Location Based Example

Try it live with this Codepen. It retrieves your position and places a text near you.

Please follow these simple steps:

  • Create a new project with the following snippet, and change add-your-latitude and add-your-longitude with your latitude and longitude, without the <>.
  • Run it on a server
  • Activate GPS on your phone and navigate to the example URL
  • Look around. You should see the text looking at you, appearing in the requested position, even if you look around and move the phone.
<!DOCTYPE html>
    <meta charset="utf-8" />
    <meta http-equiv="X-UA-Compatible" content="IE=edge" />
    <title>GeoAR.js demo</title>
    <script src=""></script>
    <script src=""></script>
    <script src=""></script>

  <body style="margin: 0; overflow: hidden;">
      vr-mode-ui="enabled: false"
      arjs="sourceType: webcam; debugUIEnabled: false;"
        value="This content will always face you."
        scale="120 120 120"
        gps-entity-place="latitude: <add-your-latitude>; longitude: <add-your-longitude>;"
      <a-camera gps-camera rotation-reader> </a-camera>

Marker Based Example

Please follow these simple steps:

  • Create a new project with the code below (or open this live example and go directly to the last step)
  • Run it on a server
  • Open the website on your phone
  • Scan this picture to see content through the camera.
<!DOCTYPE html>
  <script src=""></script>
  <!-- we import arjs version without NFT but with marker + location based support -->
  <script src=""></script>
  <body style="margin : 0px; overflow: hidden;">
    <a-scene embedded arjs>
      <a-marker preset="hiro">
          position="0 0 0"
          scale="0.05 0.05 0.05"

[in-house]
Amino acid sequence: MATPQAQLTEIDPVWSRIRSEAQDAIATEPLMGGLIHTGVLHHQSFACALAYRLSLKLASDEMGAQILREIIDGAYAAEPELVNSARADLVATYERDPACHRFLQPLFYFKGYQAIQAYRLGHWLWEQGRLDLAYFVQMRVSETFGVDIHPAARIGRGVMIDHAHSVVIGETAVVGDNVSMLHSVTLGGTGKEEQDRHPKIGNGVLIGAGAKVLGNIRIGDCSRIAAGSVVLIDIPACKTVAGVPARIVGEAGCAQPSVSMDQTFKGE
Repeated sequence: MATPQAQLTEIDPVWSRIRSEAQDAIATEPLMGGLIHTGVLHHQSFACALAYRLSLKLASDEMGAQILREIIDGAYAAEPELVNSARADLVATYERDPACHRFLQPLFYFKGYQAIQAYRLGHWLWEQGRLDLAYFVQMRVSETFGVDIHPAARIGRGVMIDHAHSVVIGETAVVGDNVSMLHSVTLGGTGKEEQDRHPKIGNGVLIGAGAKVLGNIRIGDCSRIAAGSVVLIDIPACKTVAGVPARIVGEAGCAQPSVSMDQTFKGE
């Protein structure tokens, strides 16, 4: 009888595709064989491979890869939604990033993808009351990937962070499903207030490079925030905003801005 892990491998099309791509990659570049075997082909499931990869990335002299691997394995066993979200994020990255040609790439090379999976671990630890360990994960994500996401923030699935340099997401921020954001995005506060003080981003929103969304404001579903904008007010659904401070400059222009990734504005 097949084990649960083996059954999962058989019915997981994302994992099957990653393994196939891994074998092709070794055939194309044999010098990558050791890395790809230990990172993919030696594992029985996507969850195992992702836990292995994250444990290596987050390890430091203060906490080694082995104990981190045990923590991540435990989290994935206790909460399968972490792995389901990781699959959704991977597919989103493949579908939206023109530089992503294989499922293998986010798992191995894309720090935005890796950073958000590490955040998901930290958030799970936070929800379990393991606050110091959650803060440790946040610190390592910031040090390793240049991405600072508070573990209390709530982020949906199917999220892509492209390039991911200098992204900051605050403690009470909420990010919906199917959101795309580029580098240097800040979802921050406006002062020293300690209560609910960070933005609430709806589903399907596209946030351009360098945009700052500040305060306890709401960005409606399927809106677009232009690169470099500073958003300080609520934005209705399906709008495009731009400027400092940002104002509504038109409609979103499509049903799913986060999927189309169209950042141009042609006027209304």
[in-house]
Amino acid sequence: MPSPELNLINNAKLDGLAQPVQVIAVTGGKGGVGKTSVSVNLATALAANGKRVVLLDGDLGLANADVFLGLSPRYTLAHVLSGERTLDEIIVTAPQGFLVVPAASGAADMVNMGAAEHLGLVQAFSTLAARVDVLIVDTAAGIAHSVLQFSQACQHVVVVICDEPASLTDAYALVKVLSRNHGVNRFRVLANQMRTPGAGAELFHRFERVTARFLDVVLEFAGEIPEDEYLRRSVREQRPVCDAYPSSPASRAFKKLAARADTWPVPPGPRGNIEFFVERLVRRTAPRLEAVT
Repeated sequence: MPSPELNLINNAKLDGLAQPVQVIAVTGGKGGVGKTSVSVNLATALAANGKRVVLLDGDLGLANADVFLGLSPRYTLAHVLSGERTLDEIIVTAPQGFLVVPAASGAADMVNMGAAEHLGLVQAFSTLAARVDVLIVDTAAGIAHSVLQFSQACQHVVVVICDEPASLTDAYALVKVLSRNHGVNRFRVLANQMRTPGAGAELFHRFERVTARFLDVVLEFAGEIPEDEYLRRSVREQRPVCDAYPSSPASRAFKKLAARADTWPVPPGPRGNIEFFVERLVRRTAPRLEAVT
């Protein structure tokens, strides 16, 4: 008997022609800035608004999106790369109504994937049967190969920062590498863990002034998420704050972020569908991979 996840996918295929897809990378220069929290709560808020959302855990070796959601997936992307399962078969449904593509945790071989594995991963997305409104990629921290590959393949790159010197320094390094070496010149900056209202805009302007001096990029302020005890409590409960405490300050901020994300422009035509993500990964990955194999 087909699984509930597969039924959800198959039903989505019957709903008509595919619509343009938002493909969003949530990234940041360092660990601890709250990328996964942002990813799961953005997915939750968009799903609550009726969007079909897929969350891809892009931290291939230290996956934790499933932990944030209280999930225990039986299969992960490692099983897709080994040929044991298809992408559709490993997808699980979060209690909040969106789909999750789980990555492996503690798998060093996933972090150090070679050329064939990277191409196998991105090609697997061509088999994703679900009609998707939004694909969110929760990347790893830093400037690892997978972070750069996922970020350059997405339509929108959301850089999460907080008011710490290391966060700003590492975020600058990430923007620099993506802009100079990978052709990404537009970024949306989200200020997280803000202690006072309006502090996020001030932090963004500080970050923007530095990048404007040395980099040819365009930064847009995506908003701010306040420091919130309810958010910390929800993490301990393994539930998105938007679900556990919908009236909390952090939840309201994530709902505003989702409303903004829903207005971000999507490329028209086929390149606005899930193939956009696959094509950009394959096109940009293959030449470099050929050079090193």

<a-entity camera></a-entity>

Advanced stuff

AR.js offers two ways, with A-Frame, to interact with the web page: to interact directly with AR content and Overlayed DOM interaction.

Also, there are several Custom Events triggered during the life cycle of every AR.js web app.

You can learn more about these aspects on the UI and Events section.

AR.js architecture

AR.js uses jsartoolkit5 for tracking, but can display augmented content with either three.js or A-Frame.

three.js folder contains

  • source code for AR.js core, Marker based and Image Tracking
  • examples for AR.js three.js based
  • build for three.js AR.js based
  • vendor stuff (jsartoolkit5)
  • workers (used for Image Tracking).

When you find files that ends with -nft suffix, they're boundled only with the Image Tracking version.

A-Frame version of AR.js uses three.js parts as its core. A-Frame code, on AR.js, is simply a wrapper to write AR with Custom Components in HTML.

aframe folder contains

  • source code for AR.js A-Frame (aka wrappers for Marker Based, Image Tracking components)
  • source code for Location Based
  • build for A-Frame AR.js based
  • examples for A-Frame AR.js.

Troubleshooting, feature requests, community

You can find a lot of help on the old AR.js repositories issues. Please search on open/closed issues, you may find a interesting stuff.


From opening a bug report to creating a pull request: every contribution is appreciated and welcome. If you're planning to implement a new feature or change the api please create an issue first. This way we can ensure that your precious work is not in vain.


If you are having configuration or setup problems, please post a question to StackOverflow. You can also address question to us in our Gitter chatroom

If you have discovered a bug or have a feature suggestion, feel free to create an issue on Github.

Submitting Changes

After getting some feedback, push to your fork and submit a pull request. We may suggest some changes or improvements or alternatives, but for small changes your pull request should be accepted quickly.

Some things that will increase the chance that your pull request is accepted: